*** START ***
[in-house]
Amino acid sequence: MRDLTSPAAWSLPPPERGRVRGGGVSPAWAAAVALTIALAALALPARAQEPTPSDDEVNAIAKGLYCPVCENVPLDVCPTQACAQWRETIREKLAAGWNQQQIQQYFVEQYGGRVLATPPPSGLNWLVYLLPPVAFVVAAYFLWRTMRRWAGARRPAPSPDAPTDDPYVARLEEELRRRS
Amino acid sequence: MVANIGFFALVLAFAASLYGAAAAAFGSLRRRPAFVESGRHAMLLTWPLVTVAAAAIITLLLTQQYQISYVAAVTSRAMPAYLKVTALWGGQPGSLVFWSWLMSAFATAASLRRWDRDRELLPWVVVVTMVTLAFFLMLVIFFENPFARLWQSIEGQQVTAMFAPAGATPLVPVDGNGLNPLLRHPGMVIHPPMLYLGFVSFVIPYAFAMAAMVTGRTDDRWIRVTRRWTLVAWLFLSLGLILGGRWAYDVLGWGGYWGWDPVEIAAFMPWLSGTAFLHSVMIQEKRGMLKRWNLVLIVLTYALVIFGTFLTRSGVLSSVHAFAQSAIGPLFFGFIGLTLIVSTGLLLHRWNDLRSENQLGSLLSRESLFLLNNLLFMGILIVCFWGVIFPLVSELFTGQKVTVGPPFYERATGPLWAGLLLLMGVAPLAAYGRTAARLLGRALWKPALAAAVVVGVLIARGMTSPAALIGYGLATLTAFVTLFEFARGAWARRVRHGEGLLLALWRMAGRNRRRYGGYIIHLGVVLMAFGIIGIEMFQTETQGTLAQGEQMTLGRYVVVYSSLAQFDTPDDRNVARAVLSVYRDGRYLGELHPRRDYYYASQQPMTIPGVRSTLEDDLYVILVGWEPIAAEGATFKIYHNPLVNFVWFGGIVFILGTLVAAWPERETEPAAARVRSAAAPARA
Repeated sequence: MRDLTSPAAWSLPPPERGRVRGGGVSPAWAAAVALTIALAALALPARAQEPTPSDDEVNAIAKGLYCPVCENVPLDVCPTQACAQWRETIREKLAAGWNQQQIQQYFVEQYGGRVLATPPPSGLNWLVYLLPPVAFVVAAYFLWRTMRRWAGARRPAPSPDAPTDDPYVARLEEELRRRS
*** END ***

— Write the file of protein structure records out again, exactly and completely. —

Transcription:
[in-house]
Amino acid sequence: MRDLTSPAAWSLPPPERGRVRGGGVSPAWAAAVALTIALAALALPARAQEPTPSDDEVNAIAKGLYCPVCENVPLDVCPTQACAQWRETIREKLAAGWNQQQIQQYFVEQYGGRVLATPPPSGLNWLVYLLPPVAFVVAAYFLWRTMRRWAGARRPAPSPDAPTDDPYVARLEEELRRRS
Amino acid sequence: MVANIGFFALVLAFAASLYGAAAAAFGSLRRRPAFVESGRHAMLLTWPLVTVAAAAIITLLLTQQYQISYVAAVTSRAMPAYLKVTALWGGQPGSLVFWSWLMSAFATAASLRRWDRDRELLPWVVVVTMVTLAFFLMLVIFFENPFARLWQSIEGQQVTAMFAPAGATPLVPVDGNGLNPLLRHPGMVIHPPMLYLGFVSFVIPYAFAMAAMVTGRTDDRWIRVTRRWTLVAWLFLSLGLILGGRWAYDVLGWGGYWGWDPVEIAAFMPWLSGTAFLHSVMIQEKRGMLKRWNLVLIVLTYALVIFGTFLTRSGVLSSVHAFAQSAIGPLFFGFIGLTLIVSTGLLLHRWNDLRSENQLGSLLSRESLFLLNNLLFMGILIVCFWGVIFPLVSELFTGQKVTVGPPFYERATGPLWAGLLLLMGVAPLAAYGRTAARLLGRALWKPALAAAVVVGVLIARGMTSPAALIGYGLATLTAFVTLFEFARGAWARRVRHGEGLLLALWRMAGRNRRRYGGYIIHLGVVLMAFGIIGIEMFQTETQGTLAQGEQMTLGRYVVVYSSLAQFDTPDDRNVARAVLSVYRDGRYLGELHPRRDYYYASQQPMTIPGVRSTLEDDLYVILVGWEPIAAEGATFKIYHNPLVNFVWFGGIVFILGTLVAAWPERETEPAAARVRSAAAPARA
Repeated sequence: MRDLTSPAAWSLPPPERGRVRGGGVSPAWAAAVALTIALAALALPARAQEPTPSDDEVNAIAKGLYCPVCENVPLDVCPTQACAQWRETIREKLAAGWNQQQIQQYFVEQYGGRVLATPPPSGLNWLVYLLPPVAFVVAAYFLWRTMRRWAGARRPAPSPDAPTDDPYVARLEEELRRRS